The new turtle species Eileanchelys waldmani from the Middle Jurassic period (~164 million years old) from the Isle of Skye off the north-western coast of Scotland is the missing link between land-based and aquatic turtles. They were uncovered from rocks on the Isle of Skye by a team including researchers at University College London (UCL).
The oldest turtle fossils date from about 210 million years ago in the Late Triassic period and came from land-living rather than aquatic animals.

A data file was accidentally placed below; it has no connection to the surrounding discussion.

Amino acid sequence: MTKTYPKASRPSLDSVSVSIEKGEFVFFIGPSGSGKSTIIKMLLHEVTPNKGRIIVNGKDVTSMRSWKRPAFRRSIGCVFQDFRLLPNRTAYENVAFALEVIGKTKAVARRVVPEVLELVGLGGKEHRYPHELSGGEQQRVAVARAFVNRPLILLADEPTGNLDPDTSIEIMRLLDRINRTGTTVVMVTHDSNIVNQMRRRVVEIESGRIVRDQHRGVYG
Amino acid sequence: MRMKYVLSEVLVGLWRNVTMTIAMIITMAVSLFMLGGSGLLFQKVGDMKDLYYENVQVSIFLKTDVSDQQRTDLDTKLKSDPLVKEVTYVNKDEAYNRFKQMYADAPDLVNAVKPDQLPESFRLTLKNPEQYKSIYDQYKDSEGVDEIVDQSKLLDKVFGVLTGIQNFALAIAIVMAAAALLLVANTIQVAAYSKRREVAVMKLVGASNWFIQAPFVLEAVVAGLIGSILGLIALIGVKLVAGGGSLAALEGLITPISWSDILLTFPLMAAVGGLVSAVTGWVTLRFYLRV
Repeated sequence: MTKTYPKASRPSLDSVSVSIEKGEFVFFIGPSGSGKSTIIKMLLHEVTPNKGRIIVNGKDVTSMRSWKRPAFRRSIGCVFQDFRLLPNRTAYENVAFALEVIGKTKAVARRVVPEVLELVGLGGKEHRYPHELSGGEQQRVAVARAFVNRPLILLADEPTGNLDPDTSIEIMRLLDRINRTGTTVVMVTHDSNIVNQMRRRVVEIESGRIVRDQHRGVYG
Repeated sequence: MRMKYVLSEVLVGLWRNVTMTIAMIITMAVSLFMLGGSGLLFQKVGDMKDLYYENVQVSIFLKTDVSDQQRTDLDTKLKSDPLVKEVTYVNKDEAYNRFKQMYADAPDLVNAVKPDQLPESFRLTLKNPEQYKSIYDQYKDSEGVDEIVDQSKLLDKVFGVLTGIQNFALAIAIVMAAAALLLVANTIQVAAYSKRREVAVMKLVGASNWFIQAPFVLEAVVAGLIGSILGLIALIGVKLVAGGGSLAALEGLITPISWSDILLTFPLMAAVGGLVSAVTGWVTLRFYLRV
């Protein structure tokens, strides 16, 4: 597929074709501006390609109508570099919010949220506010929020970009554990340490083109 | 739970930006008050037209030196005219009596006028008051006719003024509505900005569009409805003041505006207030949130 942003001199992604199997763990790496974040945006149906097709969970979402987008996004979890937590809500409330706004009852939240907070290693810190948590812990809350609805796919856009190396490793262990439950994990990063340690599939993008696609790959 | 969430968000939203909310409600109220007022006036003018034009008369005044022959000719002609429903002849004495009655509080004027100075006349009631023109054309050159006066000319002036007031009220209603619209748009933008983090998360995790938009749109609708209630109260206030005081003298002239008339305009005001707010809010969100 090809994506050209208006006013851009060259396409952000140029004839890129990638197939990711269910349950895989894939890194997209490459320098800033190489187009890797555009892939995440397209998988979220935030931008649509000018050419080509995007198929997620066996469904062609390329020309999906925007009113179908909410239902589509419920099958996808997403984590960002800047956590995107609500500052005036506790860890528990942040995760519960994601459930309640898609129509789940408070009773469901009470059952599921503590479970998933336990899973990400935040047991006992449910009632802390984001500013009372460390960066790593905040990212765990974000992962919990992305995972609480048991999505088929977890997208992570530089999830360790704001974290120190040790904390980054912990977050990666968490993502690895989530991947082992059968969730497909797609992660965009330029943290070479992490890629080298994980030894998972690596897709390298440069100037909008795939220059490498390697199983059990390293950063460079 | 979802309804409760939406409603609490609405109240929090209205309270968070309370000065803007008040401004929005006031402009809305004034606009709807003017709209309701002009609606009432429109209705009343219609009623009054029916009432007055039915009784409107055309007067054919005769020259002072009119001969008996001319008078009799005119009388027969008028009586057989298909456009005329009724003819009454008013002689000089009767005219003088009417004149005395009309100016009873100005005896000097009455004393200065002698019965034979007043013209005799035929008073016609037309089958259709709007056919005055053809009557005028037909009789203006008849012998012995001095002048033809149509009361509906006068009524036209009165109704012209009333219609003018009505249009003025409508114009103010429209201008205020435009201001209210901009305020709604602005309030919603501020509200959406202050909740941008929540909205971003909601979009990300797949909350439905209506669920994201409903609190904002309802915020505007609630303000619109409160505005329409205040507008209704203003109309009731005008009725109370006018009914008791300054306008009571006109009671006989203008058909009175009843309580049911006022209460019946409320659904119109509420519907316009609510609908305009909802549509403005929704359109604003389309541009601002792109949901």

Eileanchelys was relatively small, with a shell around 20cm in length. It lived in lagoons and lakes alongside salamanders and sharks, in a habitat that was very different from today’s Isle of Skye.
Ilustration of the oldest known aquatic turtle's habitat 160 million years ago on the Isle of Skye, Scotland
Most modern turtles are aquatic and live in tropical areas of the world. There are about 300 species alive today and many of these are endangered.